Anti-ISA street demo was unnecessary and a burden to people

(The Star) PEKAN: Those arrested for taking part in the anti-Internal Security Act (ISA) protest yesterday will just have to face the music as they had already been warned, said Prime Minister Datuk Seri Najib Tun Razak.

“I have said before that the ISA is being reviewed and we are also in the process of discussions and getting feedback from various groups.

“As such, the demonstration was unnecessary, and only caused hardship to the people.

“I have been informed of complaints by the public who were caught in the traffic jams caused by the rally.

“It was difficult for them to go from one point to another,’’ he told reporters after launching Astro Kasih, a corporate social responsibility programme by Astro, in Kampung Ketapang Tengah here yesterday.

Najib, who is also Pekan MP, added that the rally was politically motivated and senseless.

He said since the protesters were stubborn enough to proceed with the rally, they would have to deal with any action taken by the police.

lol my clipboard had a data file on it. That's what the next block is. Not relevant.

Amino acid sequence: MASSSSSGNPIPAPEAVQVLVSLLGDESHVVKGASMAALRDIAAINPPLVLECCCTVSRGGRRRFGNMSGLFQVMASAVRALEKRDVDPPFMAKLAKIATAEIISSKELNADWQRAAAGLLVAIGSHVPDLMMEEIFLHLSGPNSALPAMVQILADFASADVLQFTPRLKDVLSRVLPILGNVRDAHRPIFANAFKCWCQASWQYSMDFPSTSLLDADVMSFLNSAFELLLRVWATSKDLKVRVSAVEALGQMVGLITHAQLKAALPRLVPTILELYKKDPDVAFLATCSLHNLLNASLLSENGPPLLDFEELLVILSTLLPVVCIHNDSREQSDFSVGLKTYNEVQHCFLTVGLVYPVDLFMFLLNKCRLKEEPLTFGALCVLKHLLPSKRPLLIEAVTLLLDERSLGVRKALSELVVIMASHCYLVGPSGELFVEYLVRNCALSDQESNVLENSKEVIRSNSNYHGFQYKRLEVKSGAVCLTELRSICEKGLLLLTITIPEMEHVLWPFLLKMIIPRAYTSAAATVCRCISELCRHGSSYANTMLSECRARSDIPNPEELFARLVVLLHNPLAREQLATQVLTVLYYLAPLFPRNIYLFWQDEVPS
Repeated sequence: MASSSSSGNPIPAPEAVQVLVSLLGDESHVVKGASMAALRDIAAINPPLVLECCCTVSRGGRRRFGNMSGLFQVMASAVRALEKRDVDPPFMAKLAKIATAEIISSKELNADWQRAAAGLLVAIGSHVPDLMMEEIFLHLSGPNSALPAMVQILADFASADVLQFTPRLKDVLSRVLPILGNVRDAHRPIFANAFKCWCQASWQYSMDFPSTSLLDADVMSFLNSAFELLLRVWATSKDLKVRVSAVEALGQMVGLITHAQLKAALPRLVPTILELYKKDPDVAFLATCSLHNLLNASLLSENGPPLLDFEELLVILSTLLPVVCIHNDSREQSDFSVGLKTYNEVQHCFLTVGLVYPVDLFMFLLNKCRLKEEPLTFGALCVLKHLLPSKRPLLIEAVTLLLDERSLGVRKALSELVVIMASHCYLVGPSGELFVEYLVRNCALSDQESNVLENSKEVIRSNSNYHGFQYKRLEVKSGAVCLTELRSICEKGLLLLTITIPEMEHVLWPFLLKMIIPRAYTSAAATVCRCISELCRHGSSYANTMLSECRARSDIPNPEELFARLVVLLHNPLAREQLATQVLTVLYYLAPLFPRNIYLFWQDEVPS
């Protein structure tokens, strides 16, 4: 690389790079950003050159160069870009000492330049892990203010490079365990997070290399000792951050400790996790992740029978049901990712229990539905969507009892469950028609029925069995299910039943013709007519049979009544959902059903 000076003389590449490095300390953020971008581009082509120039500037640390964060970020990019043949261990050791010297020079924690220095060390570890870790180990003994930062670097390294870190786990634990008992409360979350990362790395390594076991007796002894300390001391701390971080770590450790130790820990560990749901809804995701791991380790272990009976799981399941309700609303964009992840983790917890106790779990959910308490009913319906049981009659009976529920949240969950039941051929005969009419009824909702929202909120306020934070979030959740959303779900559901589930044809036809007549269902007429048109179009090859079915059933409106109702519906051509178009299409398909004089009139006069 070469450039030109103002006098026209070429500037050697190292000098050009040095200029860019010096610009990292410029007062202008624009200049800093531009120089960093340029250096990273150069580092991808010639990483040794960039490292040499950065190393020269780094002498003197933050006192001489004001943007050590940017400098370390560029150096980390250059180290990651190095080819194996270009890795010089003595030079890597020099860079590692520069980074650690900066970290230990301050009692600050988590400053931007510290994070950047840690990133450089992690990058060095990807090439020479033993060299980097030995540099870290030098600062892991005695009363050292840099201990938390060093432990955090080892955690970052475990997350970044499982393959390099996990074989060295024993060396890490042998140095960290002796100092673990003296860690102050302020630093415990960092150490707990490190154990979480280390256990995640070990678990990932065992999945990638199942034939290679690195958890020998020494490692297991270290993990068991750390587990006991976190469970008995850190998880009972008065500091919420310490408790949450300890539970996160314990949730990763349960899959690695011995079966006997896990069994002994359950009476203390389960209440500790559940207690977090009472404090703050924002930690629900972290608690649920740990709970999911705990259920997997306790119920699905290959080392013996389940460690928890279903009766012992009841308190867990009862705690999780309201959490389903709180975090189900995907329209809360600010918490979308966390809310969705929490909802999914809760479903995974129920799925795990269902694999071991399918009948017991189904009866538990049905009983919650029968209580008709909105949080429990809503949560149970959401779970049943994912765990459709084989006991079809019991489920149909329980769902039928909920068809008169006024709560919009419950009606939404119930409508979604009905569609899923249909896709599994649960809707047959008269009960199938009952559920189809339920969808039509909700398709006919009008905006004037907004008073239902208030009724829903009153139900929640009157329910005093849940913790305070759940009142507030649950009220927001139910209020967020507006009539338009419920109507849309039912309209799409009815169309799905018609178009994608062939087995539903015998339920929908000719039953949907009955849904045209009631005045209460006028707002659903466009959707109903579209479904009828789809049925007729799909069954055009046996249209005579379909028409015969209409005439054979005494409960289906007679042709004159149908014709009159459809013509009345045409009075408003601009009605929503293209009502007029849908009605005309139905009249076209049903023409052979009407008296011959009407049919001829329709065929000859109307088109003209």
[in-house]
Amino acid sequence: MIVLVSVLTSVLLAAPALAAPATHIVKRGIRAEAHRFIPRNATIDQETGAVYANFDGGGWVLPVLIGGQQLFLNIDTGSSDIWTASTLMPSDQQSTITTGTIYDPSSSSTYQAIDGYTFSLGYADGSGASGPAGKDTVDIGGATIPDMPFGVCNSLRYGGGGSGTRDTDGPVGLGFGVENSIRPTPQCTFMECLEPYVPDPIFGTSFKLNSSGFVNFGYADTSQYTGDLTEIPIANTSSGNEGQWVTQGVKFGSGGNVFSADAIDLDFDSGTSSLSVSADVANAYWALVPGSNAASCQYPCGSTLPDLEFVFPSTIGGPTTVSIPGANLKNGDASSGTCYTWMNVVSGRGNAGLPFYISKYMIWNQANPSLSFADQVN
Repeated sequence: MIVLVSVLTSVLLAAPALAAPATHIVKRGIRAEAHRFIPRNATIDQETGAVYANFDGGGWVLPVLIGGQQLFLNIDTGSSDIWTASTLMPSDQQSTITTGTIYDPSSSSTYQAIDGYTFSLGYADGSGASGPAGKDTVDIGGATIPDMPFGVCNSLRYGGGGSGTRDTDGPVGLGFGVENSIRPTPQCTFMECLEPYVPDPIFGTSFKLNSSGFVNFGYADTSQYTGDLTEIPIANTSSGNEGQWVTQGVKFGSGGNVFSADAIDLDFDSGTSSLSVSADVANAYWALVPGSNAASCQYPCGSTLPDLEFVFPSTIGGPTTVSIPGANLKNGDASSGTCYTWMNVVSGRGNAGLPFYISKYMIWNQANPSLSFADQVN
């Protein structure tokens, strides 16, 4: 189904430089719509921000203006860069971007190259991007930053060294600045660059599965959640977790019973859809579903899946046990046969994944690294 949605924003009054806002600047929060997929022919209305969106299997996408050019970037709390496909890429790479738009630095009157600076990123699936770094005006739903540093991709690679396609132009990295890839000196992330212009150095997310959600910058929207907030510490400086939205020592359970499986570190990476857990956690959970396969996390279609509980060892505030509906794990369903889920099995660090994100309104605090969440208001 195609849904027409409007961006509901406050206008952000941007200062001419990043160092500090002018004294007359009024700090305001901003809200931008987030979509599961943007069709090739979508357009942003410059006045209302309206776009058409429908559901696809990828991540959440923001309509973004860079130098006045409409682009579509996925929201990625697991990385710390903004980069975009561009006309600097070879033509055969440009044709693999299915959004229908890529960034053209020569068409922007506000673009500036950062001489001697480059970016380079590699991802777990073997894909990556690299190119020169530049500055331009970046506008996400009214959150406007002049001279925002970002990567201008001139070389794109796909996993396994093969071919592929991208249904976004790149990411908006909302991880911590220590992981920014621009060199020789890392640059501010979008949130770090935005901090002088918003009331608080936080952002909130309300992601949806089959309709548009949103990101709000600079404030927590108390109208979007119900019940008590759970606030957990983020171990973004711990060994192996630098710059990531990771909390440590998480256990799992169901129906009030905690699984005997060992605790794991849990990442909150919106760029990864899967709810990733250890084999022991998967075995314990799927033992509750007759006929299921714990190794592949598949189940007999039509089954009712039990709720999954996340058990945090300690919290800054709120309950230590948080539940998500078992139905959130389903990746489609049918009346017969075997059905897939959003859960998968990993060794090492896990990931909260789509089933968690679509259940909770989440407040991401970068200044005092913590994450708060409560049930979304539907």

“We had advised them but if they refused to listen, what can I do? We will leave it to the police,’’ he added.

Earlier, in his speech at the closing of a forum here on academic excellence in secondary religious schools in Pahang, Najib said such schools were doing much better now compared with those in the 1960s and were getting more attention from the Government.

He said this was because the Government was aware of the importance of having the best of both worlds — Islamic as well as academic studies.

“Products of these schools will not only have a sound religious education but will also excel in other academic subjects.

“We will have engineers, doctors and lawyers with a sound religious background and whose morals are unquestionable,’’ he added.

He said that such a group would be multi-lingual, of a multi-discipline and could multi-task. This, he added, was in line with one of the targets for the six National Key Result Areas — widening access to affordable and quality education.

Najib also said good relations between the state and federal governments would ensure efficiency in running religious secondary schools, as allocations to manage them came from the state’s coffers, which were normally insufficient.

On this, he assured the schools’ administrators that the Government would provide allocations when required.